Spring-Groom­ing Check­list

Trail Rider - - SEASONAL GUIDE -

As you em­bark on spring rides, use this groom­ing check­list to help keep your horse happy, healthy, and com­fort­able.

■ Brush his hair-coat. Be­fore you tack up, use a rub­ber curry comb, a stiff brush, and a body brush to re­move dirt and de­bris from your horse’s coat. Make sure he’s es­pe­cially clean where the tack lies; dirt can cause pain­ful chaf­ing when caught be­tween horse and tack.

■ Use wet wipes. Use dis­pos­able wet wipes or clean sponges to clean your horse’s eyes, the un­der­side of his dock (the area at the top of the tail), and the soft skin under his tail.

■ Check his hooves. Care­fully check your horse’s hooves for cracks, chips, and loose shoes. Then use a hoof pick to clean each hoof. Look for any heat, bruis­ing, or thrush in your horse’s feet. If you spot a prob­lem, ad­dress it im­me­di­ately.

■ Brush his mane and tail. Start at the hair ends, and work all the way down to the hair roots. Then ap­ply a lib­eral coat­ing of a de­tan­gling or shine prod­uct, es­pe­cially just at the roots and along the dock of the tail and the base of the mane. This will help re­pel ticks and burrs.

■ Pack groom­ing tools. In your sad­dle­bag, pack a fold­ing hoof pick (the safest to carry), tweez­ers for tick re­moval, a travel pack of wet wipes, roll-on fly spray, and a small plas­tic bot­tle of in­sect re­pel­lent.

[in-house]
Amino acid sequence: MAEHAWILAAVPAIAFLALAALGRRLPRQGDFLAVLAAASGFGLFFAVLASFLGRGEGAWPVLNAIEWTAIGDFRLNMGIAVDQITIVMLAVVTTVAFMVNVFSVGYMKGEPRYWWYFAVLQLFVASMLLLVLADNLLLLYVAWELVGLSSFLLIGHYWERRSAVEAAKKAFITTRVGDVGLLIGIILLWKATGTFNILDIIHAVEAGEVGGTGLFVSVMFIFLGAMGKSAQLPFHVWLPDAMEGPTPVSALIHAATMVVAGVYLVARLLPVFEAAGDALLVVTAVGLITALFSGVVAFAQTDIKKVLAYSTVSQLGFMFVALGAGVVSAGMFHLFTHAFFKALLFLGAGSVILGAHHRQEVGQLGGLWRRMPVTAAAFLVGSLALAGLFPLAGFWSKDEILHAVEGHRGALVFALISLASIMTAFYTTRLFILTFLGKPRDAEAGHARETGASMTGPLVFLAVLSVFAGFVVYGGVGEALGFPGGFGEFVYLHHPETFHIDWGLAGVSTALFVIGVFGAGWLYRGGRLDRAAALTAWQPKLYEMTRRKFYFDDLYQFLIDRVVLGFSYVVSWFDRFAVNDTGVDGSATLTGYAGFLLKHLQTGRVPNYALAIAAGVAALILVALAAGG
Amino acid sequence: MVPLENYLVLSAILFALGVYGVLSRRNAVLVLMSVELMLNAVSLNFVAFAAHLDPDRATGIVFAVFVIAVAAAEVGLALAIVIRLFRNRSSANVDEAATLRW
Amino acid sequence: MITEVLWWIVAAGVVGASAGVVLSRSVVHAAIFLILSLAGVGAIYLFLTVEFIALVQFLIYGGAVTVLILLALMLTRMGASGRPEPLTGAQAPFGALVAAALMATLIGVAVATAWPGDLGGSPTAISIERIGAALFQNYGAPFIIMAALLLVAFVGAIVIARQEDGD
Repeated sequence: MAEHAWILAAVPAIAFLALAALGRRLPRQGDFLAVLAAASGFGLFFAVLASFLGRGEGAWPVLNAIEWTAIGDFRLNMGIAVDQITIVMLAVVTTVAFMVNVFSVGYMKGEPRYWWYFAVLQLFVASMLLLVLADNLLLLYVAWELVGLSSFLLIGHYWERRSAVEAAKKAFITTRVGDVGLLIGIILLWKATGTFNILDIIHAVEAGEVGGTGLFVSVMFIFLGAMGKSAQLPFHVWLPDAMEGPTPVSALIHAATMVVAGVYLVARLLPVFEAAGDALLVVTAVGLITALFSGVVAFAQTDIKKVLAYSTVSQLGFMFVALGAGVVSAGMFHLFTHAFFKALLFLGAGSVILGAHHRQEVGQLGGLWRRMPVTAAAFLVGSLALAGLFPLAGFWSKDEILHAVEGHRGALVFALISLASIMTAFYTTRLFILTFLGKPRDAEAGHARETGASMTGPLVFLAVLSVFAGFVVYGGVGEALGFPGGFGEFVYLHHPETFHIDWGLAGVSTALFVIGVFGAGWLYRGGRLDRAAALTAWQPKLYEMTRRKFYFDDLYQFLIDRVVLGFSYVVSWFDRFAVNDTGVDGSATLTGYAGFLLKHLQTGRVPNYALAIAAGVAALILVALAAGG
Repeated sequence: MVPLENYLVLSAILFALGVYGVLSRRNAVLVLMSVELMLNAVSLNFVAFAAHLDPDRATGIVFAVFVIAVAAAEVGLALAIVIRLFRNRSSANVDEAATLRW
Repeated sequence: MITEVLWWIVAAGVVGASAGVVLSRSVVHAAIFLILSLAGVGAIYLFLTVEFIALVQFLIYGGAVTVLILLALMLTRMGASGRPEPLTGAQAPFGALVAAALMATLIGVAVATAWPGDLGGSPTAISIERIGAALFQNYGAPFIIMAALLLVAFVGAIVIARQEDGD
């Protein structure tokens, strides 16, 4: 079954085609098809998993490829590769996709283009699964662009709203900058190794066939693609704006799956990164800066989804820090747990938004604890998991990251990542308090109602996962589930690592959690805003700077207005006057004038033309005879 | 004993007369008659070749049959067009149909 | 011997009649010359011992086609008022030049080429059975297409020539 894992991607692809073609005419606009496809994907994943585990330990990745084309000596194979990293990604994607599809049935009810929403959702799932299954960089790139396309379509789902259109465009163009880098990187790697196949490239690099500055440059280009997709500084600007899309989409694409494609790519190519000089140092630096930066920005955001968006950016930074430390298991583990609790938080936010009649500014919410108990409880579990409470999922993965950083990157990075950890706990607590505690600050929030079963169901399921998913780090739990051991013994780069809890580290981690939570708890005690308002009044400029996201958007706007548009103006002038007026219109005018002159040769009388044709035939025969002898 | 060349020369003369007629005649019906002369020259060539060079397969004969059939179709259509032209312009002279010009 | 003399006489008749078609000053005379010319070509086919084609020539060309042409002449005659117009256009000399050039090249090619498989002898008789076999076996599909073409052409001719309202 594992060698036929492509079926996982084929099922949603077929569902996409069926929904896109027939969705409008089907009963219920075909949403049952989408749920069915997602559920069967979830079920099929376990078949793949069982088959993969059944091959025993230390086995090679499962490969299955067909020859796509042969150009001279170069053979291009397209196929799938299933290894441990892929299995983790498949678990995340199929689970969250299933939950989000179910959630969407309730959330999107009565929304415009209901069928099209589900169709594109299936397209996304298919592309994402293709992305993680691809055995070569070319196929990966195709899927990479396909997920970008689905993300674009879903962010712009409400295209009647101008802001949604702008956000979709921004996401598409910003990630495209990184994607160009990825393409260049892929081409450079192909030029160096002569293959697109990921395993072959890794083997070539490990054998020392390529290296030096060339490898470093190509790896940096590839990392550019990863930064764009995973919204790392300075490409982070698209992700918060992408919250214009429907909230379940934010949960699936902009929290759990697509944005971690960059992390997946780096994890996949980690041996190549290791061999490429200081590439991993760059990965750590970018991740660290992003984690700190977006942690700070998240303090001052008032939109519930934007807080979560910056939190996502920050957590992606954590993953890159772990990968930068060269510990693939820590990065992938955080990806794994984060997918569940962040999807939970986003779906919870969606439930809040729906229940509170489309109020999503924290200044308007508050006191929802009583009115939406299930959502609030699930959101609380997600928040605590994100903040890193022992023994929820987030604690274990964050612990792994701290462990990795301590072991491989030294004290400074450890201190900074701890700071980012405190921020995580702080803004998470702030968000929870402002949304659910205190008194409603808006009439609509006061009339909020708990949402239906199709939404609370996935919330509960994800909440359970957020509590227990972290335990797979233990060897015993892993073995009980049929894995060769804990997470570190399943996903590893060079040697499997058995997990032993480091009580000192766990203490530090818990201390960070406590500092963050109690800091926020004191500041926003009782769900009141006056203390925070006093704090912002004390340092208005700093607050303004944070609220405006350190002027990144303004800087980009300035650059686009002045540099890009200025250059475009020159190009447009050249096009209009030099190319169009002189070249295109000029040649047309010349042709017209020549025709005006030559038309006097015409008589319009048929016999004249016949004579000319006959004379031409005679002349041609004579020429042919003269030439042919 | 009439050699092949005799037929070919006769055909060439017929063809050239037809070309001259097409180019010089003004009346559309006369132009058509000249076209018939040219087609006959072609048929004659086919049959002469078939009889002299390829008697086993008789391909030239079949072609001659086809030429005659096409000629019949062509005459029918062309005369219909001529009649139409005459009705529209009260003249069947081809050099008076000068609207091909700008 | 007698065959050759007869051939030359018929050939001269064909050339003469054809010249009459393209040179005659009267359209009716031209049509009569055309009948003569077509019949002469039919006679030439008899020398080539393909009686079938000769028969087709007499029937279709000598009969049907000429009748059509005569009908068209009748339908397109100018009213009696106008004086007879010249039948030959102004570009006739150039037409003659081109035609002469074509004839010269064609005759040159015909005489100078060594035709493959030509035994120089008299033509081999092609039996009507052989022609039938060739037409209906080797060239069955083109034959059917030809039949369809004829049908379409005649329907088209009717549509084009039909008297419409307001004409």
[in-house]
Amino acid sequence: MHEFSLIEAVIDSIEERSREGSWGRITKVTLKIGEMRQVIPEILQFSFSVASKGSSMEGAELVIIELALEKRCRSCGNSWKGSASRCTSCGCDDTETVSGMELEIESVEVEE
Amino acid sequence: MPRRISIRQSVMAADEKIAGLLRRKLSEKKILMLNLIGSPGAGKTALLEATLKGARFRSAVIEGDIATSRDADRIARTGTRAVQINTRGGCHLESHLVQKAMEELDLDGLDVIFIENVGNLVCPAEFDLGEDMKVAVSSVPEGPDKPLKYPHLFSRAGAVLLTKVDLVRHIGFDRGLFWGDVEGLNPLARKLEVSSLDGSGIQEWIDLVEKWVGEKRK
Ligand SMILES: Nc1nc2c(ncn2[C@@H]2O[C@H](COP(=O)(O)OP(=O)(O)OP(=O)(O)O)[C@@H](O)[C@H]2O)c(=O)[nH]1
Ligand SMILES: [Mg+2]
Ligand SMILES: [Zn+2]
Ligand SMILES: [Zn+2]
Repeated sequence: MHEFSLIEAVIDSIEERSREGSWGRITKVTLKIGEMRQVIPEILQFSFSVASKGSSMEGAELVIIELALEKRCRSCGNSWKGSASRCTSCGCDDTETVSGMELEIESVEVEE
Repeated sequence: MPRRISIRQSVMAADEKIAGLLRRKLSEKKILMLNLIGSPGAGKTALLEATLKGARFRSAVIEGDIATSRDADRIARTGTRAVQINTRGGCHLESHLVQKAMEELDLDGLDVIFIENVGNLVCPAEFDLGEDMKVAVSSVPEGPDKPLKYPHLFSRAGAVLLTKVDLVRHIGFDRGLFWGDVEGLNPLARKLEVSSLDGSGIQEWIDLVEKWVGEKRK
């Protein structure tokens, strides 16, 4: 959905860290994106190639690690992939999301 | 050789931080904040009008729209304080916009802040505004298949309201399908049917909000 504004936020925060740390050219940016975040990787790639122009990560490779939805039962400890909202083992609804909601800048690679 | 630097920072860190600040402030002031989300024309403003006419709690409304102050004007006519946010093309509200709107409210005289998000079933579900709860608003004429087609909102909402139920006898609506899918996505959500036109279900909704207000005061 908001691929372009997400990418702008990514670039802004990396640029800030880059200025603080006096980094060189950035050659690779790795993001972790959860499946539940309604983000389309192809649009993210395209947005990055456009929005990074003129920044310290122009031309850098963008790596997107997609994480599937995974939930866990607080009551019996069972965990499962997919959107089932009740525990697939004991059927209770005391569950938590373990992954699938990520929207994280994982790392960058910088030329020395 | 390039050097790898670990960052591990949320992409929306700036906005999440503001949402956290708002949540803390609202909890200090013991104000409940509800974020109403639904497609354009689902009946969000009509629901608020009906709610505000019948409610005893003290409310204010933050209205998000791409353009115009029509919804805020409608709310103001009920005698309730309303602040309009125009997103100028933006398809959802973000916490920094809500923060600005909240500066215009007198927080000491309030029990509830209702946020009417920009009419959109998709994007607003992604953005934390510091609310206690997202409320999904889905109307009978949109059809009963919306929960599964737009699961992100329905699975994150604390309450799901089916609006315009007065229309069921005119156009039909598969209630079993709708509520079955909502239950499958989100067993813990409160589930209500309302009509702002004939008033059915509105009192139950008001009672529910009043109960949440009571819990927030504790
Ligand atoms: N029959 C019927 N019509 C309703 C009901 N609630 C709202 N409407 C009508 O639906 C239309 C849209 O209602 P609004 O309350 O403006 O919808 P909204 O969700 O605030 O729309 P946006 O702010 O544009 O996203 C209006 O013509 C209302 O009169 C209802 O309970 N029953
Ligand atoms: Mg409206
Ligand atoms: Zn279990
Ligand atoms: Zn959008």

■ Check your horse. Stop at reg­u­lar in­ter­vals along the trail, and per­form a quick check-over of your horse and tack. Do a vis­ual and man­ual check for chaf­ing burrs or dirt clumps. Check his hooves, and pick out stones.

■ Cool him out. Fol­low the old adage, “Walk the first mile out and the last mile in.” If you walk the last mile be­fore you reach home, your horse should be cool by the time you ar­rive. If he isn’t, walk him un­til he’s cool.

■ Check him over. Re­move the tack, and check your horse’s hooves for heat, as well as stones and other de­bris. Check for any loose shoe nails. Look for and re­move any ticks and burrs. Re­move any bot eggs (tiny yel­low specks) on your horse’s lower legs with a bot block or bot knife.

■ Re­move sweat. Brush the sweat (wet or dry) out of your horse’s coat to make him more com­fort­able and to bat­tle bit­ing in­sects; some in­sects are at­tracted to sweat. If nec­es­sary, give him a bath. Di­lute the sham­poo in wa­ter be­fore you ap­ply it for ease of rins­ing, work the soap down to the skin, and rinse thor­oughly. — Jes­sica Jahiel, PhD Fold­ing hoof pick avail­able from Two Horse En­ter­prises (www.twohorseen­ter­prises.com).

DUSTY PERIN PHOTO RENÉ E. RI­LEY PHOTO

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